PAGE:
Remember that assurance from the Internal Revenue Service that its agents never call you about an overdue tax bill.
The IRS is about to turn over some delinquent tax accounts to private debt collectors. Again.
And those companies’ employees, as subcontracting agents of the IRS, will be calling folks about the money they owe the U.S. Treasury.
Bill collecting concerns, scams: If you think this opens the door — and windows and attic vents — wide for tax scammers, you are probably correct. And you are not alone.
I’m worried about increased scam phone calls where con artists will use private bill collecting as a hook to steal taxpayer money.
So is the IRS, which isn’t thrilled with this latest involvement of private collection agencies, or PCAs as they’re called in Washington, D.C. acronyms.
Collecting tax money is the most important job the IRS has and agency officials have long argued that it’s one best done by IRS employees.
That proved to be the case the two previous times the IRS used PCAs. In those instances, it cost Uncle Sam twice as much (or more) money to use debt collectors as the private firms recovered.
But Congress decided the IRS should give it another go, and included the PCA mandate in a 2015 transportation bill.
Third collection effort a, uh, charm? This third private tax debt collection effort kicks off this spring.
Last fall, the IRS hired four collections agencies: CBE Group of Cedar Falls, Iowa; Conserve of Fairport, New York; Performant of Livermore, California; and Pioneer of Horseheads, New York.
No, it is not just coincidence that Capitol Hill’s two biggest PCA tax collection cheerleaders are Sens. Chuck Grassley (R-Iowa) and Charles Schumer (D-New York). But political implications aside, we’re stuck with them again.
In this relaunch, about 380,000 accounts will be transferred to collection companies.
And IRS is getting ready to send letters to those taxpayers who will be hearing from one of these collection companies.
The new letter, new safeguard: The new letter, Notice CP40, will be sent to individuals when the IRS forwards accounts to one of the collection agencies.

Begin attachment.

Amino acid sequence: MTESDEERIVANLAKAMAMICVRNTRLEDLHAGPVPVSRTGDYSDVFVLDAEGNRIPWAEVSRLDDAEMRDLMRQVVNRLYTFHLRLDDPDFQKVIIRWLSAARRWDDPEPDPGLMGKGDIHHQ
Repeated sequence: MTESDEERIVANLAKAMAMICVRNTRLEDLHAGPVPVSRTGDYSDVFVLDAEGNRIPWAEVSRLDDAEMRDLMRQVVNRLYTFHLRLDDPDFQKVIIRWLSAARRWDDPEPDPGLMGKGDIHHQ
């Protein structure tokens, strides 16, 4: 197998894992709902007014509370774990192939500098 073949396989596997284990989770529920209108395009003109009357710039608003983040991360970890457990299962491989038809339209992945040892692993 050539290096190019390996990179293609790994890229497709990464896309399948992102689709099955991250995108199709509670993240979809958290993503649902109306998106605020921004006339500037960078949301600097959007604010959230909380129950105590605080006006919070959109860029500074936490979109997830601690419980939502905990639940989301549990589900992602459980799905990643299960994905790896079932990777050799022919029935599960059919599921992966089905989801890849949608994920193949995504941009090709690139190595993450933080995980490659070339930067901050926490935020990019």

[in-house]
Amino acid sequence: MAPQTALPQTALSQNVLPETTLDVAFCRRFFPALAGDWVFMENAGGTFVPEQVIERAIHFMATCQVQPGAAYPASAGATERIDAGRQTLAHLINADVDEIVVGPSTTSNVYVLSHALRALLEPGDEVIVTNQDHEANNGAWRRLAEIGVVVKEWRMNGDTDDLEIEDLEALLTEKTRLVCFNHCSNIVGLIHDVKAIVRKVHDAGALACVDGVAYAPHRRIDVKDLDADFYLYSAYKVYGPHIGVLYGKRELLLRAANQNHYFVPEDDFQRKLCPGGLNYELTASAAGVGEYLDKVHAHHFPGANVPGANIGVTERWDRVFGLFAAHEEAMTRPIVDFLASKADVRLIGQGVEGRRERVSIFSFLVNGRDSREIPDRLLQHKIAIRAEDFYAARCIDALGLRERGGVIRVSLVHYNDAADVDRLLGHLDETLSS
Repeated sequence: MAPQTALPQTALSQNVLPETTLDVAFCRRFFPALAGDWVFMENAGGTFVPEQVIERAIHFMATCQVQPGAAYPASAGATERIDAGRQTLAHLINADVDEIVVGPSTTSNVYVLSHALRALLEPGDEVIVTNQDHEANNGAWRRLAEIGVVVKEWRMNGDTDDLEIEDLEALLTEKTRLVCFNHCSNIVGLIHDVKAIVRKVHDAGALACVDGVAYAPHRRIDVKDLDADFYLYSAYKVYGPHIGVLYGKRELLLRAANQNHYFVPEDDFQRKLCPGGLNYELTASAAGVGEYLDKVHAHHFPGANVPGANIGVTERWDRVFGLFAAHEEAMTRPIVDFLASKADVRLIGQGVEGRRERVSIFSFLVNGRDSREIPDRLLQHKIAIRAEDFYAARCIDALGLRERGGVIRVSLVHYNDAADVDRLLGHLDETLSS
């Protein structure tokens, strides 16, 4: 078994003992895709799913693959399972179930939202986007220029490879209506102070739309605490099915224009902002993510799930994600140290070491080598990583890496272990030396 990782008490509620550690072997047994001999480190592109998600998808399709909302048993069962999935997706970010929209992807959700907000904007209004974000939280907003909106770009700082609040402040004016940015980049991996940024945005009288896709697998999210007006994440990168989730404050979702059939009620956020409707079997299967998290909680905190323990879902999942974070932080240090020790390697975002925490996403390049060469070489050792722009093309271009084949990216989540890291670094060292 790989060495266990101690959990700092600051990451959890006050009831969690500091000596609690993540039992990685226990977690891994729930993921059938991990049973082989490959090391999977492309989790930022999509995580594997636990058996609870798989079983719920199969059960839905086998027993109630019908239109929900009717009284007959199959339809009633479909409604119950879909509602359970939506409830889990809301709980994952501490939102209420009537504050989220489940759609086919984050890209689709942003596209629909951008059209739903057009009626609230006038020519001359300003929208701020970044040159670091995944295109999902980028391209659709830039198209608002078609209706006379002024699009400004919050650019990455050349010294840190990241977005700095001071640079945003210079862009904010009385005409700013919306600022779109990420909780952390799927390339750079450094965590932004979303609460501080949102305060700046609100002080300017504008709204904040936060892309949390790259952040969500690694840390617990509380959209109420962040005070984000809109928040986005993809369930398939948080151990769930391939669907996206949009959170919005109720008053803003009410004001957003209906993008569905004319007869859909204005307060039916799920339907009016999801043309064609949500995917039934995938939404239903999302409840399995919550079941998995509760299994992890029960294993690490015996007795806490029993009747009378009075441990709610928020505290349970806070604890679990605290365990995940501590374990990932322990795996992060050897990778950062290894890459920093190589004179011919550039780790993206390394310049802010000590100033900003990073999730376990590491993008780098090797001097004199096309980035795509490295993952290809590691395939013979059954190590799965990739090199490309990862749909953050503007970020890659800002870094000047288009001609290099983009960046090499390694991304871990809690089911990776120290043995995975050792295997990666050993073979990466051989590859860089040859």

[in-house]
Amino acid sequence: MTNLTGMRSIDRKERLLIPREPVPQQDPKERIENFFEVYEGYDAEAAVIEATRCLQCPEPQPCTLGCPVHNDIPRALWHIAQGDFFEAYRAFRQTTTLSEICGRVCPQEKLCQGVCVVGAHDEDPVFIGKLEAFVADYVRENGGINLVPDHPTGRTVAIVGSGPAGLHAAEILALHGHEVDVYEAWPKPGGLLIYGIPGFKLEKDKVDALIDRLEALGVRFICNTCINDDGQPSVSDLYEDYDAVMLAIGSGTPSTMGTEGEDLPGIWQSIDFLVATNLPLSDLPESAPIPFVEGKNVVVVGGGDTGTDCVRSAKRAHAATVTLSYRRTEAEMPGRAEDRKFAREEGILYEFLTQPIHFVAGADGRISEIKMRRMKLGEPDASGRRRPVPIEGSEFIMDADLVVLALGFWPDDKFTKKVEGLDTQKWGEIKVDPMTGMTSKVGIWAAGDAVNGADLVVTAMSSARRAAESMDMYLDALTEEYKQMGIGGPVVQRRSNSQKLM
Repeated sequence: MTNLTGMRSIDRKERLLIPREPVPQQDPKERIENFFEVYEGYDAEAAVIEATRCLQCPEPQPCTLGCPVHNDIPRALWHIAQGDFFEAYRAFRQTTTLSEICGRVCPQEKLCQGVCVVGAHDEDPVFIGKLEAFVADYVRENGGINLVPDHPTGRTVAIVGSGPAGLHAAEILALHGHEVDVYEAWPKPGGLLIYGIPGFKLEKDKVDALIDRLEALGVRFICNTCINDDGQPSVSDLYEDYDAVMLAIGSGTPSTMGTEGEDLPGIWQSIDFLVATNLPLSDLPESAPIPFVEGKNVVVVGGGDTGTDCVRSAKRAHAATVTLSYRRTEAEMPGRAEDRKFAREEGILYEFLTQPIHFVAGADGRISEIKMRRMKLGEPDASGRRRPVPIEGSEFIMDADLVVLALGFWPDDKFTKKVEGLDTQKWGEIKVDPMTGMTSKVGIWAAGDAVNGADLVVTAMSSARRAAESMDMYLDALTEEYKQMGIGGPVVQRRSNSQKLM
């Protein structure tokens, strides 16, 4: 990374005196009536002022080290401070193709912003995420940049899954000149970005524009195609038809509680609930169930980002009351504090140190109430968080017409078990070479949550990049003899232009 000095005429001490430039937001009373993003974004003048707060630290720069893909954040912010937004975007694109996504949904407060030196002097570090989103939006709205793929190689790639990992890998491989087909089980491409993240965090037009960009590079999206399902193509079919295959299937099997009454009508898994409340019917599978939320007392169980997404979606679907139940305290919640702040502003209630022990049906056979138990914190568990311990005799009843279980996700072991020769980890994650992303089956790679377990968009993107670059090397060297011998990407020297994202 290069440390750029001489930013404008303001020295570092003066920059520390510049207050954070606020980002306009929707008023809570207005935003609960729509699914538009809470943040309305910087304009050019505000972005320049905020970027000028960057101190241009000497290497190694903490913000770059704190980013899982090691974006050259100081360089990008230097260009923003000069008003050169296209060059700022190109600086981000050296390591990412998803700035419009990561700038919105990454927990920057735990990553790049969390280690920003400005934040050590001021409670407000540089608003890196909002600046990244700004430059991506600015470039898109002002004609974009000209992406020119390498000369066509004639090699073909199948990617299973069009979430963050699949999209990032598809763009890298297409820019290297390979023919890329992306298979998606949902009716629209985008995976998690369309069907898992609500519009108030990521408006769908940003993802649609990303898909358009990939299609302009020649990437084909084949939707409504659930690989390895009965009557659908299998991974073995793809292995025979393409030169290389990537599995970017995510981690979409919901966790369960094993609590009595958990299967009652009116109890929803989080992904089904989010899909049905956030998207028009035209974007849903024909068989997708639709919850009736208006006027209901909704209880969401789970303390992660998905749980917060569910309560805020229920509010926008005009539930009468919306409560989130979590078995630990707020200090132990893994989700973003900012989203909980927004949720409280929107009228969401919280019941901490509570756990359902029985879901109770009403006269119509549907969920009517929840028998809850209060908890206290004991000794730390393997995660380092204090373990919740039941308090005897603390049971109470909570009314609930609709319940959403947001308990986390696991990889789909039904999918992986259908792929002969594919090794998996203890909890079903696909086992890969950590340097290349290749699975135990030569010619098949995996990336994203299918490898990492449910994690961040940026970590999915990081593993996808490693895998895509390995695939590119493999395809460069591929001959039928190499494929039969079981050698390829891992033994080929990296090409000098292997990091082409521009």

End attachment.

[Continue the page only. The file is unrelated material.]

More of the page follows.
On it, the taxpayers will find in the upper right corner a new “taxpayer authentication number.” That account number will be used as a two-party verification method so that taxpayers who get collection calls will know the phone contacts are real and not scams.
The calling bill collector will ask the taxpayer for the authentication number’s first five digits. The PCA rep then will tell the taxpayer the final five digits of the number.
You should talk to the caller only after that individual taxpayer dual authentication process is completed.
But before that call is made, the IRS says the collection agencies also should send taxpayers letters alerting them that their overdue accounts are now in their hands.
Other taxpayer resources: The CP40 notice also contains info for affected taxpayers about their general taxpayer rights, the Taxpayer Advocate Service and where delinquent taxpayers can find help in resolving their tax bills, such as the IRS’ credentialed tax preparer directory and Low Income Taxpayer Clinics (LITCs) can help.
You also can check out the new IRS Publication 4518, What You Can Expect When the IRS Assigns Your Account to a Private Collection Agency. The IRS is stuffing a copy of this brochure in the CP40 envelope.
Stay on scam alert: Now about those potential tax scams that everyone expects to crop up as this latest PCA program gets underway.
They will occur. You can bet on it. Tax identity thieves know well what’s going on in the tax world and try to get into the scam act quickly before their potential victims become aware of their nefarious schemes.
The IRS hopes, however, that the preparatory moves for the upcoming PCA calls will assuage taxpayer concerns and help the process go smoothly.
First, if you don’t get letters from both the IRS and a private debt collector with details on this latest tax collection effort, be wary of any calls from bill collectors saying they are working on behalf of the IRS.
Only talk to a PCA representative after completing the two-party taxpayer authorization number process.
Check your caller ID. The agency’s letter should include a phone number that you can look for when the legitimate collector calls.
And of course, follow the general advice on how to avoid becoming a tax identity theft and/or tax scam victim that the IRS has issued many, many times.
Pay only Uncle Sam: That means you should never, ever send a requested payment to any third party, not even to the collection agency.
Never, ever wire money directly to any individual or company.
Never, ever make a tax payment via a gift card.
Send all payments on your overdue tax bill only and directly to the IRS, either electronically using one of the agency’s approved e-pay methods or by snail-mailing a check made out to U.S. Treasury.
Finally. Take every step you need to confirm that the call is not a scam.
If you’re not sure that the collection call is real, hang up and call the IRS at the number on the CP40 letter you got. Or call the collection agency back directly.
The IRS has waited this long for your money. It shouldn’t have a problem giving you a bit more time to make sure the tax collection effort is legit.